The Commission on Climate Change and Development presented its findings in Washington, D.C. late last week. Chaired by Sweden’s international development minister, Gunilla Carlsson, the commission includes experts such as Mohamed El-Ashry, formerly head of the Global Environment Facility (GEF); Wangari Maathai, Nobel Peace Prize winner, and re-forestation activist; and Jonathan Lash, President of the World Resources Institute (WRI). The commission was formed to help “achieve sustainable development worldwide”, while assisting developing countries adapt to climate change and prepare for disasters. Sweden will take over the EU presidency in July and lead the EU delegation at the UNFCCC meeting later this year in Copenhagen. The Commission also presented its report to the U.N. Secretary-General Ban Ki Moon.
Gunilla Carlsson, Minister of International Development, Government of Sweden: Carlsson re-iterated that adaptation is “context-sensitive,” and depends on a countries’ adaptive capacity (people, skill sets), and measures (coastal sea walls, vaccines, etc). “There are no simple guidelines,” because each solution needs to be “place-based.” Carlsson also sees adaptation as a “political issue” and argued that more financing will be required at an international level. Furthermore, she argued that development needs to be “climate-proofed” so that poor countries don’t fall farther behind while addressing climate change.
Kemal Dervis, former head of UNDP, and now Vice President, Brookings Institution: Dervis said finance ministers are all focused on the global economic crisis, so getting the green agenda on their radar will be difficult. However, he said smart adaptation doesn’t have to cost a lot: Bangladesh implemented a low-cost early warning system that prevented deaths from the recent cyclones. Dervis sees this an example of how a “society can become resilient,” and, while there may be few resources, there can be “tremendous benefits.”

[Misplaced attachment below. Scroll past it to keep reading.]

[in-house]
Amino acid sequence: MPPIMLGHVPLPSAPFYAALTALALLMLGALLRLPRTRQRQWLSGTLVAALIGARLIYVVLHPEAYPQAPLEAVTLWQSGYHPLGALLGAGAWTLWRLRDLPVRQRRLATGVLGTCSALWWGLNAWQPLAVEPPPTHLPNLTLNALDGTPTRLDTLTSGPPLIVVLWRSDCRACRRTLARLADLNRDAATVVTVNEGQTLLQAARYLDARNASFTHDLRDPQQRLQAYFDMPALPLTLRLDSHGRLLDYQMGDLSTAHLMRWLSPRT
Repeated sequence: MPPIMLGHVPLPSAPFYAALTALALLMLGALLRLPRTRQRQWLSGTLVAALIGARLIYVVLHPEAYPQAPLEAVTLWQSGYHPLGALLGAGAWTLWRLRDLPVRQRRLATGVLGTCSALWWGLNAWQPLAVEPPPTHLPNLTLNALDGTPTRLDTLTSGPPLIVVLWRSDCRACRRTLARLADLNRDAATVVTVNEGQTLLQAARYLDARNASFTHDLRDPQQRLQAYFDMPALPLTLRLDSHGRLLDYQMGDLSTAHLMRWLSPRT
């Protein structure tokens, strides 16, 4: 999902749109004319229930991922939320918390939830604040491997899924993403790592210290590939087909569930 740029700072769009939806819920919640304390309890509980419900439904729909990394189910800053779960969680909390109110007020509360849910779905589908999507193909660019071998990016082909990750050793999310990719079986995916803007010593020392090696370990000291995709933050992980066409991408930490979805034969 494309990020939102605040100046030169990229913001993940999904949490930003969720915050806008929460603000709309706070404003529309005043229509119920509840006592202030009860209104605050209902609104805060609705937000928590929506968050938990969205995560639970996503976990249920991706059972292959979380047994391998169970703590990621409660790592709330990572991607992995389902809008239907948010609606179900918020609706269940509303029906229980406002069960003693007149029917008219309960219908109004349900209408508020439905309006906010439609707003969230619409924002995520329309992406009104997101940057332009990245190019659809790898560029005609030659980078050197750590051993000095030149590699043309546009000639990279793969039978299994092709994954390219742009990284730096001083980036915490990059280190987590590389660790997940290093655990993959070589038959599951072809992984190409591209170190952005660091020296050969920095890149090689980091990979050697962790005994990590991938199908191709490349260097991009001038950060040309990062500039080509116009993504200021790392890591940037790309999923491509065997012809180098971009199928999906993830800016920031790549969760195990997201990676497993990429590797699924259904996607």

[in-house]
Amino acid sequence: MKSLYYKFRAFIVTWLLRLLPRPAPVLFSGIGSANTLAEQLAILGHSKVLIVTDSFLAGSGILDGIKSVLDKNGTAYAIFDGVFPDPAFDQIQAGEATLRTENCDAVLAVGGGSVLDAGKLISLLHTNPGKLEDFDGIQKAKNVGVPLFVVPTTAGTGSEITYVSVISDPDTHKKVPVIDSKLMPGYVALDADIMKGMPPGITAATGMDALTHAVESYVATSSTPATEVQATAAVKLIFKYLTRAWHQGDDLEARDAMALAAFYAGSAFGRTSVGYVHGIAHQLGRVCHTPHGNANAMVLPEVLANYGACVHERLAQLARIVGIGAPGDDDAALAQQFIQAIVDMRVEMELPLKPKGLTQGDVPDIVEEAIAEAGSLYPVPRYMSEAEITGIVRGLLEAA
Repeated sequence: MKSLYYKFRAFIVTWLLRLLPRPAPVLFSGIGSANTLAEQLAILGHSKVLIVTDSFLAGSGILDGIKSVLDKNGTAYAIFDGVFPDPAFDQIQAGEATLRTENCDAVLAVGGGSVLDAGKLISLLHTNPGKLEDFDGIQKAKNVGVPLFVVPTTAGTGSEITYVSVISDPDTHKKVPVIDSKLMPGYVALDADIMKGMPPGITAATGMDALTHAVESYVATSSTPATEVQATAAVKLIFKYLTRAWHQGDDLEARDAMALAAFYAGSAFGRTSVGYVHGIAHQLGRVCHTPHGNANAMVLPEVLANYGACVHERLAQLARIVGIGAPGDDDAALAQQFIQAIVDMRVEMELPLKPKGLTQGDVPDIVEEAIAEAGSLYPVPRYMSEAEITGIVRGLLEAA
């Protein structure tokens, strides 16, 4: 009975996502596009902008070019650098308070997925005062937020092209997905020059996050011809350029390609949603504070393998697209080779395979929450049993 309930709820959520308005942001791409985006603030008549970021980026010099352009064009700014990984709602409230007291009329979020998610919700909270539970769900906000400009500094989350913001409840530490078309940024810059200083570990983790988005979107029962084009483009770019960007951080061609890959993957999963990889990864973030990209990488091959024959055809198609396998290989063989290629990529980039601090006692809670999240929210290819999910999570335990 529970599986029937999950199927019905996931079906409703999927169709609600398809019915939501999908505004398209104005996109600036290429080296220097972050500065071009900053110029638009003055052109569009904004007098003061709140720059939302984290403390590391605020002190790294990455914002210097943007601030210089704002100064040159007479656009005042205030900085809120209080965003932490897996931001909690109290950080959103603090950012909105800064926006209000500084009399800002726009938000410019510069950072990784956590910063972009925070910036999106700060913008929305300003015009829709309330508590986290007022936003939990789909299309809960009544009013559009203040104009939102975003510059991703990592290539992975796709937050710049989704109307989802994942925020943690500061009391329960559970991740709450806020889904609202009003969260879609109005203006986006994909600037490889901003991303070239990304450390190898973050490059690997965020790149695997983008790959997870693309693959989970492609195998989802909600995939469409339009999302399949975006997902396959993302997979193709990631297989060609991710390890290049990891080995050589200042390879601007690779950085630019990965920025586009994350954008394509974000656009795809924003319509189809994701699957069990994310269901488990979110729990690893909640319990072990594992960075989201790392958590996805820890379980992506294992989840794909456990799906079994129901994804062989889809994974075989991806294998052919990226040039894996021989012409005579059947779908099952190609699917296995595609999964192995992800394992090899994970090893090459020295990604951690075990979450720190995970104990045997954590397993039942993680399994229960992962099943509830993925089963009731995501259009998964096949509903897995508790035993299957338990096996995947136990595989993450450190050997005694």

Dervis also argued that countries have no “extreme solutions” left — borders can’t be closed against C02 emissions. On the positive side, he thought there could be a “technology revolution.”
Mohamed El-Ashry, former head of GEF, and Senior Fellow, U.N. University: El-Ashry said global negotiations in preparation for Copenhagen are stuck on finance and the extent to which developing countries will make deep cuts in their C02 emissions (and create opportunities for adaptation). El-Ashry said there was a need to close the “trust gap,” between developing and developed countries. Developed countries have so far promised USD 18 billion for adaptation, but only delivered USD 1 billion. Even if a new agreement is reached in Copenhagen, a stop-gap measure will be needed as Copenhagen won’t take effect until 2013.
El-Ashry also said that international organizations are ill-equipped to deal with these issues, and a local grants program distributing amounts up to USD 50 thousand would be more effective.
Saroj Kumar Jha, GEF: Jha, a manager at GEF, took a different tact, and said climate has always changed and local people have always adapted. Jha cited the case of a local Indian farmer he met a few years ago who had four different types of rice seeds, and would select one based on weather conditions. Jha said adaptation really has to happen at the local and national levels. However, Jha worried that: “Climate change has become so dynamic that our capacity to cope may fail.” Also, he wondered how information on the best ways to adapt can quickly get out to those millions of villages throughout developing countries.
Jha said there is inequality in terms of the effects of climate change: “”It shouldn’t be mitigation for the rich, and adaptation for the poor.” Jha also argued that countries should use and strengthen indigenous technologies and natural early warming systems. He cited how some local populations were alerted to the Tsunami that struck Asia a few years ago because of the odd behavior of ants, and other wildlife.
Jonathan Lash, WRI, made the case for extra adaptation funds from the U.S. Lash argued that the current Waxman-Markey bill making its way to a vote in Congress will provide only USD 1-2 billion per year in assistance to developing countries through funds from the auction of allowances. Lash urged U.S. organizations to lobby Congress for extra funds. Some USD 80 billion per year is estimated to be needed to help least developed countries adapt.
Also, check out a New York Times Dot Earth post on disaster “hot spots,” and a recent report “2009 Global Assessment Report on Disaster Risk Reduction,” on preparing against disasters precipitated by ecological damages.